The year 2013 was a record-setting time for Florida schools — but in a way that may leave confused parents scratching their heads.
The state’s controversial A-to-F grading system was kind to high schools, but much harsher in its treatment of the lower grades.
A record number of high schools this year — 240 — achieved the coveted “A” grade. For elementary and middle schools, however, a record-high 107 Florida schools earned an “F.”
Elementary and middle school grades were announced over the summer, with high school grades made public earlier this month. The stakes are enormously high, as A-rated schools receive bonuses and may even influence property values. Schools with repeated F or D grades, meanwhile, could be forced to close.
Florida Department of Education spokesman Joe Follick dismissed the suggestion that Florida’s school grades — as extremes of both success and failure — amount to one giant contradiction. Though all school grades are heavily influenced by standardized test scores, Follick noted that high school grades also include other factors such as graduation rates and student participation in rigorous courses, such as Advanced Placement.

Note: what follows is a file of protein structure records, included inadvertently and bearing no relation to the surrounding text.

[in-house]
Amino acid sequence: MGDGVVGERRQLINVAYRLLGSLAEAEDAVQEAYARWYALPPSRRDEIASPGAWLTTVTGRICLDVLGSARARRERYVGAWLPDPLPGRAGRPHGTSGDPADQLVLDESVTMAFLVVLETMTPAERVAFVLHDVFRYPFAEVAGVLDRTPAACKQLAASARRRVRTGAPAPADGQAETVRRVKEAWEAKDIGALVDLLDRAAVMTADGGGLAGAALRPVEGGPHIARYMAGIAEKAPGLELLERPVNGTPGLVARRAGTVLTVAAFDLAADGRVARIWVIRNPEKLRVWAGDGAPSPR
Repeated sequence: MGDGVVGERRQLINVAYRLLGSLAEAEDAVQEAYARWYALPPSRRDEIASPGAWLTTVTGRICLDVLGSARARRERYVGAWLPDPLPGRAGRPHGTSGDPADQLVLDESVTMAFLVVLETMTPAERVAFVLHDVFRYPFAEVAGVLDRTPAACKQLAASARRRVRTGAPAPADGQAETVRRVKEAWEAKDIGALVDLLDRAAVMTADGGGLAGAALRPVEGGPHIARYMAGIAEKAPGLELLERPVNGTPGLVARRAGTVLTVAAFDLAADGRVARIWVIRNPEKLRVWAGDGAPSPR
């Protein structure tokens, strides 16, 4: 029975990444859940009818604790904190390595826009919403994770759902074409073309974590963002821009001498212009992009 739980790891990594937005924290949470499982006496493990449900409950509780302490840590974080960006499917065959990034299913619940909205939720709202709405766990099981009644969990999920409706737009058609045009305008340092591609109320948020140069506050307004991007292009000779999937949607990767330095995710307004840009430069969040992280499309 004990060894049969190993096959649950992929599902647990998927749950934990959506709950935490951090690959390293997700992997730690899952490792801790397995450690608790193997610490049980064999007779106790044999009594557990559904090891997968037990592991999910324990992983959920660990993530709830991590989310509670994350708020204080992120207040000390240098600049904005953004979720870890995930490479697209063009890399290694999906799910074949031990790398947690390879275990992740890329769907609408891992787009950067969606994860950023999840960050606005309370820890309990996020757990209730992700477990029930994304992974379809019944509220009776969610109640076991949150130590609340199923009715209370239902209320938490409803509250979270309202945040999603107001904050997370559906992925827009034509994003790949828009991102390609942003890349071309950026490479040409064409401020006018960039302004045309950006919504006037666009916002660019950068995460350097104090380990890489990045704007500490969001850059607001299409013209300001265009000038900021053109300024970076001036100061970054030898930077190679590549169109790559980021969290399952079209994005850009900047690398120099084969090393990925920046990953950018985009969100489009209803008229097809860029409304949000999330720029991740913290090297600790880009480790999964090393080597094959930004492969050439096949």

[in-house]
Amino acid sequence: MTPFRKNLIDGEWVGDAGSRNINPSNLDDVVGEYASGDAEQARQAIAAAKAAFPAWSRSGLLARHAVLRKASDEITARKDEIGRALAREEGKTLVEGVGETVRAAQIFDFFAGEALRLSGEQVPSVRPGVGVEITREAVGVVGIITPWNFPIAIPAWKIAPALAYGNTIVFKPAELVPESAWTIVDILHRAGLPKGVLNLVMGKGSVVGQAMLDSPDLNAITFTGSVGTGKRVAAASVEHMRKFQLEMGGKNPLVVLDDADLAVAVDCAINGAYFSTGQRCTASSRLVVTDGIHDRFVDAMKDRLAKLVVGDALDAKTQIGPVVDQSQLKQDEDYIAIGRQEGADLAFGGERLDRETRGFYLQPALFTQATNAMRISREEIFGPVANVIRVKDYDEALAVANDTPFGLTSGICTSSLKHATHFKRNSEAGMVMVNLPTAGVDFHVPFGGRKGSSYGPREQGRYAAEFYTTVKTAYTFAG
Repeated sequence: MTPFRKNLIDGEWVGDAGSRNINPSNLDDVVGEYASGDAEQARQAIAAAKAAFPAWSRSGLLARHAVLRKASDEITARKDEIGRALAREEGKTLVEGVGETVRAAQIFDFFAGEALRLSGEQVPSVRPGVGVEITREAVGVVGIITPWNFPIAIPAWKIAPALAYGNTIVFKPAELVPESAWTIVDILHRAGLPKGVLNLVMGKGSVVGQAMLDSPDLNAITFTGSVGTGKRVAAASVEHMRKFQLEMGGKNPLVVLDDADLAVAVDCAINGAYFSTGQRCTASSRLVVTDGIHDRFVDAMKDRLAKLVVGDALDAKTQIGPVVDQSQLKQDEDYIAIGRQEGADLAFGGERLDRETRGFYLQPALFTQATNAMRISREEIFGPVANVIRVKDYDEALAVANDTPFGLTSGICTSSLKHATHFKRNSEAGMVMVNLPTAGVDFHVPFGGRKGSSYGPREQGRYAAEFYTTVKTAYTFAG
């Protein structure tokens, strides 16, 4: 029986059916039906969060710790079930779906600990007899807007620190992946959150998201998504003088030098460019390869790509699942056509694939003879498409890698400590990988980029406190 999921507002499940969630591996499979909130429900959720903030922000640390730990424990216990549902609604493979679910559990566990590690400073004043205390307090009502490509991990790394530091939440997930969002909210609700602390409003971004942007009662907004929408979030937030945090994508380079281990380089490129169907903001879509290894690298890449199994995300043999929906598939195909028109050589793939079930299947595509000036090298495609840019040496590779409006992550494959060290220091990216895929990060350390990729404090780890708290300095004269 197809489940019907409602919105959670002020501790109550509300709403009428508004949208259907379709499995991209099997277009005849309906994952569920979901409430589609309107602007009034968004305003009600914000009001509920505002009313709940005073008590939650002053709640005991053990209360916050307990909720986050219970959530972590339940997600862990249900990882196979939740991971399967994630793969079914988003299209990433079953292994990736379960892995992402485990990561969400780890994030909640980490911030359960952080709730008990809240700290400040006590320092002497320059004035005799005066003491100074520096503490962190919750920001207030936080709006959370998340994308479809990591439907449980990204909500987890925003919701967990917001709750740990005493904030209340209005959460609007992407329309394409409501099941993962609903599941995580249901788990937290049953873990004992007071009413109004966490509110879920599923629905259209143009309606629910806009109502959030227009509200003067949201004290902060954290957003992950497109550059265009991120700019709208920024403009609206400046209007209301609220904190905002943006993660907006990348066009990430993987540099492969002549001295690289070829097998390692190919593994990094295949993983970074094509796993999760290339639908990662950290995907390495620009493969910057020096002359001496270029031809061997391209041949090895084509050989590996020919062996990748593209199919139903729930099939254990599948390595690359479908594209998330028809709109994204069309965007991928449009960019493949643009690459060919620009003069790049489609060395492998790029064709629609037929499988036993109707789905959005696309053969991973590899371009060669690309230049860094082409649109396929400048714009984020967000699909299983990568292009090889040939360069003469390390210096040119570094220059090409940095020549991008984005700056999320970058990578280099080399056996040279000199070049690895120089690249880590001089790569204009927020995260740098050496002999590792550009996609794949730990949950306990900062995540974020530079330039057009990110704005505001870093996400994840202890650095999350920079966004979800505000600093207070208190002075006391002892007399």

“Those are things that are measurable in high school that, by definition, cannot be measured in elementary and middle schools,” Follick said. He added that school grades are an “important and a valuable tool” that helps drives community discussion of “what do we value, what do we want to measure, and what do we expect from our kids when they graduate.”
But others see the wide divide between high schools and lower grades as further evidence of the credibility gap facing Florida education leaders.
Aaron Pallas, a professor who studies school accountability systems at Columbia University’s Teachers College, said the “very jarring” discrepancy presents a political problem for the Department of Education. It’s hard for the public to accept, he said, that Florida high schools are a rousing success at the exact same time that all other schools are setting new lows for failure.
Pallas said there’s no proof that elementary and middle schools are truly performing worse than before. He attributed this year’s surge in F grades to Florida changing the passing score on the writing test that younger students take. Instead of a 3.0 being sufficient, students this year needed to get a 3.5. The test is scored on a 6 point scale.